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Train reservations?

Travel Forums Europe Train reservations?

1. Posted by Tittle12 (Budding Member 17 posts) 8y

I will be purchasing a 1month continuous rail pass.(ttp://www.raileurope.co.uk/inter-rail/global_passes/default.asp)I intend t visit the major cities in various countries.

Am i naive in thinking that i can just go to a train station and board a train with this pass. Or am i open to other charges and having to making reservations in advance? :)

2. Posted by BlankFrack (Respected Member 280 posts) 8y

It essentially depends on the train service. If you use a high speed service such as Thalys trains (for instance Brussels to Cologne) then you require a reservation for these services. In a lot of other cases you can board a train without a reservation, but if it's busy then you could end up standing or sitting on the floor. You do have to pay supplements/reservation fees on certain trains, but with the odd exception these are usually very small charges (2-5 Euros or something of that nature). The exceptions are the high speed trains already mentioned - Thalys, the ICE Sprinter in Germany and others - and sleeper cars where you can pay a supplement up to around 20 Euros.

With all this said, I think far too much is made of supplements in general discourse and for most of the journeys you make you won't have to worry a great deal about them, nor will they put a large hole in your budget. It's sort of like the equivalent of having a pass to eat at any restaurant you like for free, but still having to give people tips when you eat at a fancy one.

3. Posted by Tittle12 (Budding Member 17 posts) 8y

Thankyou for the response. It was really helpful i appreciate it. :)

These supplements are they payable onboard the train or will i have to go to a ticket office beforehand. Also if i was to use Thalys for example would i be able to make a same day reservation at the station if theres availability?

Sorry for all the Q's just getting the last minute nerves out the way before i head off!

4. Posted by Gelli (Travel Guru 2457 posts) 8y

In all cases (except one) where you do need a resv, if you buy ontrain it will cost more than beforehand, though still not huge amounts. At this time of year, you can usually get pretty much any resv the same day, excepting some fri and sun services used by people going away for the weekend, or those around public/national holidays. A day before (or longer) is always preferable, especially if you have to be on a specific train.

Note that ALL TGV trains (France and France-neighbouring countries) and high speed/long distance trains in Spain require a reservation beforehand. Italy doesn't anymore, BUT only 2 carriages on any train are unreserved. In the rest of Europe, you can generally travel without, but you won't always get a seat. For any night train that passes through France or Germany, or is classed a Hotel train, or where you want more than a basic seat (eg a couchette) you will need to purchase a resv in advance.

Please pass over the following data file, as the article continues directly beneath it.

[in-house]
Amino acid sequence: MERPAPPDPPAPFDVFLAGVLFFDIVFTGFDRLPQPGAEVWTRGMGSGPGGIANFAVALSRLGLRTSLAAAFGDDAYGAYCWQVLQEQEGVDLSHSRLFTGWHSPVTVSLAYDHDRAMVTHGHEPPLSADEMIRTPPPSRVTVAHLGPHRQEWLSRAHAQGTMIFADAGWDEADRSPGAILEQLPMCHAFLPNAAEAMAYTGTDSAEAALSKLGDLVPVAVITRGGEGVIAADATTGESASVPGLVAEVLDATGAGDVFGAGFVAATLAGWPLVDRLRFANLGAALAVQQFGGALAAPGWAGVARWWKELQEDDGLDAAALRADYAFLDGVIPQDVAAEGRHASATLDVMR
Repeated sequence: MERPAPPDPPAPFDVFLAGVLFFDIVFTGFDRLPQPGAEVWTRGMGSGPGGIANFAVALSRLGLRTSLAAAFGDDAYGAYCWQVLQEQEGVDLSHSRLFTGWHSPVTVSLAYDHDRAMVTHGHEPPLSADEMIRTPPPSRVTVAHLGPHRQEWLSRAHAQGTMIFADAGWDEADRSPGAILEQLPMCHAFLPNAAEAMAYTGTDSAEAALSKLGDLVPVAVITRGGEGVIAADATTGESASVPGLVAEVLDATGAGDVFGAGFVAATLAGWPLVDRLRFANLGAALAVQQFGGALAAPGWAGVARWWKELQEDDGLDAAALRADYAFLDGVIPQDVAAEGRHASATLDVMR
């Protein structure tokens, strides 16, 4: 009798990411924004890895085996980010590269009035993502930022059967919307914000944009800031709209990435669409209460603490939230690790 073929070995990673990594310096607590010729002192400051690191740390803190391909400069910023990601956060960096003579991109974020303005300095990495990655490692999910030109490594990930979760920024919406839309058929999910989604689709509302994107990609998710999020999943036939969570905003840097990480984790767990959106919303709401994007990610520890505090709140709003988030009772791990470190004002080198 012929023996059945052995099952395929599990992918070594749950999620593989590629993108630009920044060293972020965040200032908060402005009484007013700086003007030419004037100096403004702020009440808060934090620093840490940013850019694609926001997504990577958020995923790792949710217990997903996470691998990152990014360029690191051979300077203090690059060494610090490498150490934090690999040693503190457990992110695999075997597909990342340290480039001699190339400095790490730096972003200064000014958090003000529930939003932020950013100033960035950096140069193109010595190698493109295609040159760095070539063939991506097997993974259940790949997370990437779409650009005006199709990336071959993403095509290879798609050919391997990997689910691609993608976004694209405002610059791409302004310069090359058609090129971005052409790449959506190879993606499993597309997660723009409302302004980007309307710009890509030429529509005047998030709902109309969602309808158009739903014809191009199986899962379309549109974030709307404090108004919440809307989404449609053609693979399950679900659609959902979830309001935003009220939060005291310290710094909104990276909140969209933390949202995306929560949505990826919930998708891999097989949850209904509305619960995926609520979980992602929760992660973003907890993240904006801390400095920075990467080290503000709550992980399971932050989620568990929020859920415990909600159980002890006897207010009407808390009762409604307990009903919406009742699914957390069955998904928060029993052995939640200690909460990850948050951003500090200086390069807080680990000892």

Note that Thalys (a private company) resvs are also the most expensive ones for day trains that there are, so if possible, avoid them and use the alternatives, though if going from Amsterdam or Köln through to Paris, the hassle of changing a couple of times and extra time may be worth the extra expense to you. Yes, you will be able to buy the same day if available, though Thalys loadings are generally very high, so there is no guarentee, especially at peak times, that there will be space.

5. Posted by t_maia (Travel Guru 3289 posts) 8y

Have you looked into buying the tickets point to point yet? If you already have an idea of where you want to go to you could easily compare the price of the train pass to the total of a bunch of bus, plane and train tickets. Train prices in Europe are much lower than in the UK, take that into account.

The global pass averages to a daily price of 14 to 29 EUR (depending upon the type), which is equivalent to the price of roughly 2 hours of 2nd class train travel in Western Europe. You'll therefore need to spend more than 60 hours on trains (waiting time not included) in order to make the pass worthwhile.

The 10 in 22 days flexi-pass should also be an option, it is much cheaper and if you only go a number of longer distances much more economical. All you have to do is watch out that you end up in a country with cheap rail fare (Czech Republic) or special discounted offers (Germany) and before you fly or bus it home to the UK. The difference is 125 pounds (167 EUR) for the youth pass - there is a lot you can do with this kind of money to cover the transport of your last 8 days of your trip.

[ Edit: Edited on Feb 4, 2008, at 8:53 PM by t_maia ]